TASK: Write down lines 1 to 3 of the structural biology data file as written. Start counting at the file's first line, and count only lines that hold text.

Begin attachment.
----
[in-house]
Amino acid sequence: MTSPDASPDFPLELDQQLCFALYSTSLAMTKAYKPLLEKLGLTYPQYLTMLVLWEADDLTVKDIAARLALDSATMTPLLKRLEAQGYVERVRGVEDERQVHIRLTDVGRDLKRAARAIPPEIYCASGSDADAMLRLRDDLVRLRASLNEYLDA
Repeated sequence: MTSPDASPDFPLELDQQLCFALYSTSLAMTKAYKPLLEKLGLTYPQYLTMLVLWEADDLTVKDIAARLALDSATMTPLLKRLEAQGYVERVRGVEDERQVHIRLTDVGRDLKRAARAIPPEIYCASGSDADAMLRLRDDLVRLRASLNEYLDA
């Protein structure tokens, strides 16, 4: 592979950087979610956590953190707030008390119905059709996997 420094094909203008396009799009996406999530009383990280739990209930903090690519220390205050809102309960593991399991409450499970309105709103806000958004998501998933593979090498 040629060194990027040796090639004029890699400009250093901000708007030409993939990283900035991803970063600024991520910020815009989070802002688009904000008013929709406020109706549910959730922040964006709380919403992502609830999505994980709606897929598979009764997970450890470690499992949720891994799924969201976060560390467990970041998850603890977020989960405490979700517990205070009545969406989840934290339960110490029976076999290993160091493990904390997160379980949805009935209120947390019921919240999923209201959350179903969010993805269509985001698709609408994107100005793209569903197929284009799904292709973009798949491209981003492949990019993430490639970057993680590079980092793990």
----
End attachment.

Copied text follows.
[in-house]
Amino acid sequence: MTSPDASPDFPLELDQQLCFALYSTSLAMTKAYKPLLEKLGLTYPQYLTMLVLWEADDLTVKDIAARLALDSATMTPLLKRLEAQGYVERVRGVEDERQVHIRLTDVGRDLKRAARAIPPEIYCASGSDADAMLRLRDDLVRLRASLNEYLDA
Repeated sequence: MTSPDASPDFPLELDQQLCFALYSTSLAMTKAYKPLLEKLGLTYPQYLTMLVLWEADDLTVKDIAARLALDSATMTPLLKRLEAQGYVERVRGVEDERQVHIRLTDVGRDLKRAARAIPPEIYCASGSDADAMLRLRDDLVRLRASLNEYLDA